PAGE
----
OpenGamma is the developer of the first open source analytics and risk management platform for the financial services industry. Its products help companies explore flexible open source alternatives to conventional and costly risk analytics tools. The OpenGamma Platform is a unified system for front office and risk calculations for financial services firms.
Inside the Hunt for Chinese Hackers
February 23, 2013
A recent report by Mandiant, a U.S. information security firm, has added an important new chapter to the discussion about cybersecurity -- and put China on the defensive. In chronicling the massive, years-long espionage campaign conducted by the People's Liberation Army Unit 61398, the report implicates the Chinese government and military.
eScholar's Mike Gargano: Nothing Can Stop Open Source
February 12, 2013
eScholar's only business is helping state and local education agencies get the best bang for their buck from collecting and using educational data to drive better school performance results. That sometimes involves helping its customers work with data gleaned from a variety of commercial and open source enterprise databases.
Google Open Source Program Manager Chris DiBona: Best of Both Worlds
January 29, 2013
In 1996, two Stanford University students, Larry Page and Sergey Brin, created a unique search engine called "BackRub" that ran on the school's server. After one year, BackRub's bandwidth outgrew the university's needs. Its creators rebranded BackRub into Google, a respelled reference to "googol." It is a mathematical term for the number represented by the numeral 1 followed by 100 zeros.
MobileDevHQ's Ian Sefferman: So You Built an App - Now What?
January 18, 2013
You could call Ian Sefferman's initial rise to CEO of MobileDevHQ a bootstrap career move. Seeing the rapid growth of consumer interest in mobile apps, he jumped into an infant industry to learn what would push it forward. His interests fell on a gaping opportunity: how to help app developers become more successful.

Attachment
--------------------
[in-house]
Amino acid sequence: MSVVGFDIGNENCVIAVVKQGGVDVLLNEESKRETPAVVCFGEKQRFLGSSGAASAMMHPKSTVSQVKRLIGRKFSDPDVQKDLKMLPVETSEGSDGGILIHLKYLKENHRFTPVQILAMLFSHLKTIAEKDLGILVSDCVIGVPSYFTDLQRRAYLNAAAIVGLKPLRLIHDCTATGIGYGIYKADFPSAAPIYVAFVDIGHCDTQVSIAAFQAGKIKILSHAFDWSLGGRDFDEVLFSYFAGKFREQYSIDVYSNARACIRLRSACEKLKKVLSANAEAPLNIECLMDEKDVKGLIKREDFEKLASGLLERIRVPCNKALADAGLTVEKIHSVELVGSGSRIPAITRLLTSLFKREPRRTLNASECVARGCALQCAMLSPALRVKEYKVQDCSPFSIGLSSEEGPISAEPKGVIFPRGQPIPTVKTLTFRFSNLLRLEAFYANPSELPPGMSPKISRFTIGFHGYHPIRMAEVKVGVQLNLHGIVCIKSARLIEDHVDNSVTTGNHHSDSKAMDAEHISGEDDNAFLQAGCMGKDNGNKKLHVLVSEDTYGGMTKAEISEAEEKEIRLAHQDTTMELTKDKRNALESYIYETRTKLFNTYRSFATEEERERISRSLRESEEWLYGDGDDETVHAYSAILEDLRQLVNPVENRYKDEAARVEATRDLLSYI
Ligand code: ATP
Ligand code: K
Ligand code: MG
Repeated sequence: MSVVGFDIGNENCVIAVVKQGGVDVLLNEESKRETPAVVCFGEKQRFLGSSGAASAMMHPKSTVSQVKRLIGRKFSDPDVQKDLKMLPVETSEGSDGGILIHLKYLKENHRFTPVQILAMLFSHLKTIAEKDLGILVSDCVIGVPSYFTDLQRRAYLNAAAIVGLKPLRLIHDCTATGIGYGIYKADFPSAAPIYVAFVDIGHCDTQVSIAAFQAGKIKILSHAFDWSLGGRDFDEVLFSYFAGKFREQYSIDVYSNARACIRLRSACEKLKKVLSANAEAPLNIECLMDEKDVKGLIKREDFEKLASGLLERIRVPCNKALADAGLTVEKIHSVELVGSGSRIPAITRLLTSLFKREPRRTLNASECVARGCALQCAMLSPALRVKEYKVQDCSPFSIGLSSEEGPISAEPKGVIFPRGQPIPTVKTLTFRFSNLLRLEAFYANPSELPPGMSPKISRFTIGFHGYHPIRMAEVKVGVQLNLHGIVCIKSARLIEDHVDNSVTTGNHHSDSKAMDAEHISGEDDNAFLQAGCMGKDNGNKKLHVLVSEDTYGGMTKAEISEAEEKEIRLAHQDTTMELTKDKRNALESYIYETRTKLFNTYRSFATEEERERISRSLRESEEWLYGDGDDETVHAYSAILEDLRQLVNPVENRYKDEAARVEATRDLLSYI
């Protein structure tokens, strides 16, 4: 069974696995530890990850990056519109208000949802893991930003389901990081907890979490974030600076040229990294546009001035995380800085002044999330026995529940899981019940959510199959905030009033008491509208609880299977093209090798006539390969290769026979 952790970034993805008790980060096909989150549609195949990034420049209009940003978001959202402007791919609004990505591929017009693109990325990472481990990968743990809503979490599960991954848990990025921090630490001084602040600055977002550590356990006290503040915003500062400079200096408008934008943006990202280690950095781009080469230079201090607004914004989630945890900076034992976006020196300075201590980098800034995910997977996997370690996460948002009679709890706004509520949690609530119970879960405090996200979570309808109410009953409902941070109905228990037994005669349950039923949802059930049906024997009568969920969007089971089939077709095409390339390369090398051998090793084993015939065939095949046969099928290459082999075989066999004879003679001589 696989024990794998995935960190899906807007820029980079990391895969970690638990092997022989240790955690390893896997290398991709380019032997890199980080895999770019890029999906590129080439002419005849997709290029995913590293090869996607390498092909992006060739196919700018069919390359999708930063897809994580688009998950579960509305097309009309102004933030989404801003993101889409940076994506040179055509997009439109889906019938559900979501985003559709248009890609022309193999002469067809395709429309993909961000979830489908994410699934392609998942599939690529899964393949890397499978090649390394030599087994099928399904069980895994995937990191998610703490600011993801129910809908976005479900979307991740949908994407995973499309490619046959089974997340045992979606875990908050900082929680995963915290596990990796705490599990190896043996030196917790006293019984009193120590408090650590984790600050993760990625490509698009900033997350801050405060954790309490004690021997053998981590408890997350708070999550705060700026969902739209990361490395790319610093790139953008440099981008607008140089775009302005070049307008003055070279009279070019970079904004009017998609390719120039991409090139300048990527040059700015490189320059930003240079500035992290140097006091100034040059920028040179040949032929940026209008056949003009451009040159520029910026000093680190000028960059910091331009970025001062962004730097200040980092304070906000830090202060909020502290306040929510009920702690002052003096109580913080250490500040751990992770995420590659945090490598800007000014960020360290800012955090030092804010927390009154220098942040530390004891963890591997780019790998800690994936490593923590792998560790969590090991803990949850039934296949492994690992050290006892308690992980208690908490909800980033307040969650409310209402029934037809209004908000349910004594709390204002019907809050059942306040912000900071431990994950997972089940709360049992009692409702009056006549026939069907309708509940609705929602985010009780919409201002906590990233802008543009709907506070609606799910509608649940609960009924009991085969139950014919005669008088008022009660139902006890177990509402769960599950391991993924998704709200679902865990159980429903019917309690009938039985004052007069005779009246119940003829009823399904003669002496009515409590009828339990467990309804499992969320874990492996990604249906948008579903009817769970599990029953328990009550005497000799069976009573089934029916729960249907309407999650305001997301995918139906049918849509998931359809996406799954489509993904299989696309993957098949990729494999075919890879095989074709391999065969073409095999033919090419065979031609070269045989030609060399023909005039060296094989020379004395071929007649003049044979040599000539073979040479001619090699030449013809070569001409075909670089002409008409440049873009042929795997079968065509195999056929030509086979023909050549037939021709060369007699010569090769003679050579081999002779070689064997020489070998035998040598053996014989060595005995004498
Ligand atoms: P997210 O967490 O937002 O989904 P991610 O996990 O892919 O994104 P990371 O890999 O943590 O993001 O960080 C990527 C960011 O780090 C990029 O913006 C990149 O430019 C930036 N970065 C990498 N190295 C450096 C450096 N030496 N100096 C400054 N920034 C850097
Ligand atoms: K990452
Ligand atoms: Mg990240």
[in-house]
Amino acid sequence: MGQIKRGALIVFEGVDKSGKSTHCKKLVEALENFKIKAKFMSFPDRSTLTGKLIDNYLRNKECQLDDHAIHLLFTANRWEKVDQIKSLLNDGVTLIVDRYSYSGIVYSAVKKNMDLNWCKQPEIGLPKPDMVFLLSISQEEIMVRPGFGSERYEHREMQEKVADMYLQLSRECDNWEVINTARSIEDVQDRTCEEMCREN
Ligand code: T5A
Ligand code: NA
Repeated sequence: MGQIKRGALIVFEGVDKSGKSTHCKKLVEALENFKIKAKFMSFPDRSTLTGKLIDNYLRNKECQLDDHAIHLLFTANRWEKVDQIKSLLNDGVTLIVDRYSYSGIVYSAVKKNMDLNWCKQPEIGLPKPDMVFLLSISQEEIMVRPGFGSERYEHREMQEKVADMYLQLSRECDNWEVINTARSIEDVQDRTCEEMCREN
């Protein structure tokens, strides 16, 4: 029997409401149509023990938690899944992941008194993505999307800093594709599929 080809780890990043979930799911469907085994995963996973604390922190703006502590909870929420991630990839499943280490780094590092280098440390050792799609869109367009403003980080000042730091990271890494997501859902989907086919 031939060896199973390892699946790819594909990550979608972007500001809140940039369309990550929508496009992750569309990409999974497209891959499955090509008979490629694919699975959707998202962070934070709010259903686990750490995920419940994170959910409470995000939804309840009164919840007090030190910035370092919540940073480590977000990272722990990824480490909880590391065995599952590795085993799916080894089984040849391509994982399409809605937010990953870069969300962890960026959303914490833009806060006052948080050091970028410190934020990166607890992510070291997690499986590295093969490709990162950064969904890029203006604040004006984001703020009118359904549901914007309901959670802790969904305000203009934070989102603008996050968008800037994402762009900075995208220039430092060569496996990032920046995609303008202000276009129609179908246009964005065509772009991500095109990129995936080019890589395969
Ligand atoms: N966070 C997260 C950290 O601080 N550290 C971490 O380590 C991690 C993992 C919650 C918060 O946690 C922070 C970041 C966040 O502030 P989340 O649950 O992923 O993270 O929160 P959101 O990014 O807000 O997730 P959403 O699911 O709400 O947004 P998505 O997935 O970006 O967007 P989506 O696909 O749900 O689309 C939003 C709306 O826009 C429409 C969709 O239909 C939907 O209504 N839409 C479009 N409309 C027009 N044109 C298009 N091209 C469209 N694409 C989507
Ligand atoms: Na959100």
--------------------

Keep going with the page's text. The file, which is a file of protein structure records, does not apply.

Sex, Lies and Twitter
December 8, 2012
Last month, the BBC erroneously linked a prominent politician to a sexual abuse scandal. The network didn't name the politician -- but thousands of people on Twitter did. This prompted the politician, Alistair McAlpine, to vow legal action against those who tweeted or retweeted about the allegations. McAlpine has identified about 20 high-profile Tweeters.
OpenSUSE's Jos Poortvliet: Collaborate or Become Obsolete
December 4, 2012
Last month, Jos Poortvliet's job as openSUSE community manager brought his career full-circle. He was chosen to lead a discussion on open governance at the Summit of New Thinking in Berlin. The open innovation concept is what got him interested in free software communities while studying organizational psychology, and it's an idea he tries to merge into growing the openSUSE community.
The Cult of Kim Dotcom
November 10, 2012
Megaupload founder Kim Dotcom has been in the news on and off -- mostly on -- since his January arrest in New Zealand. He is fighting extradition to the U.S., where he is wanted on charges ranging from copyright infringement to money laundering. The German-born Dotcom has led a life filled with twists and turns, commercial successes and criminal convictions. His flamboyant ways have earned him some sympathy among his adopted countrymen.
Oh Canada! Why Are You So Hard on Netflix?